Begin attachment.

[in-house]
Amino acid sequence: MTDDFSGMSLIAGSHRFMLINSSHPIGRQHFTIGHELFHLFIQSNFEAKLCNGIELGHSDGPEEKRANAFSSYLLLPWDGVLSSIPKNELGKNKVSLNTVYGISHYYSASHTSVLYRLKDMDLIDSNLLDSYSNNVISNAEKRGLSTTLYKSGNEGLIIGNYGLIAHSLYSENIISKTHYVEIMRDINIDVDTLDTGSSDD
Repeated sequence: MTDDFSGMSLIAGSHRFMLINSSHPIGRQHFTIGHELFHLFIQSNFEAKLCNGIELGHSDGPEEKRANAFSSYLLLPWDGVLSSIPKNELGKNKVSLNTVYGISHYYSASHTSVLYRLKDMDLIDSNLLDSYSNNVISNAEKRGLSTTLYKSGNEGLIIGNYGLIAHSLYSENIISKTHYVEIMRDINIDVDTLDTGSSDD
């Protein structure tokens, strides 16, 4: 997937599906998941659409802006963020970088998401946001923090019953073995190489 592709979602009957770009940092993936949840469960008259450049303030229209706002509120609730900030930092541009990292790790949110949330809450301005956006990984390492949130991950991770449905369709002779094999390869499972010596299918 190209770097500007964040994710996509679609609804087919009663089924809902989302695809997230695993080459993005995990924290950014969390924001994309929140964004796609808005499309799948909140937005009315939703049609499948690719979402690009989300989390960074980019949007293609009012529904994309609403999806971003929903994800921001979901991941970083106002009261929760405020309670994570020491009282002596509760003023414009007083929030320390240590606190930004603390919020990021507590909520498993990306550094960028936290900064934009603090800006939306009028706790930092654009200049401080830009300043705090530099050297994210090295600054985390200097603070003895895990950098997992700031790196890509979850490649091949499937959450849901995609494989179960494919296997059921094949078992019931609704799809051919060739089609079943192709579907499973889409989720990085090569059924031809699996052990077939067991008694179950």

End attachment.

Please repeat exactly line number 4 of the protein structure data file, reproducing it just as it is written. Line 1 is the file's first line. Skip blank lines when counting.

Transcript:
């Protein structure tokens, strides 16, 4: 997937599906998941659409802006963020970088998401946001923090019953073995190489 592709979602009957770009940092993936949840469960008259450049303030229209706002509120609730900030930092541009990292790790949110949330809450301005956006990984390492949130991950991770449905369709002779094999390869499972010596299918 190209770097500007964040994710996509679609609804087919009663089924809902989302695809997230695993080459993005995990924290950014969390924001994309929140964004796609808005499309799948909140937005009315939703049609499948690719979402690009989300989390960074980019949007293609009012529904994309609403999806971003929903994800921001979901991941970083106002009261929760405020309670994570020491009282002596509760003023414009007083929030320390240590606190930004603390919020990021507590909520498993990306550094960028936290900064934009603090800006939306009028706790930092654009200049401080830009300043705090530099050297994210090295600054985390200097603070003895895990950098997992700031790196890509979850490649091949499937959450849901995609494989179960494919296997059921094949078992019931609704799809051919060739089609079943192709579907499973889409989720990085090569059924031809699996052990077939067991008694179950």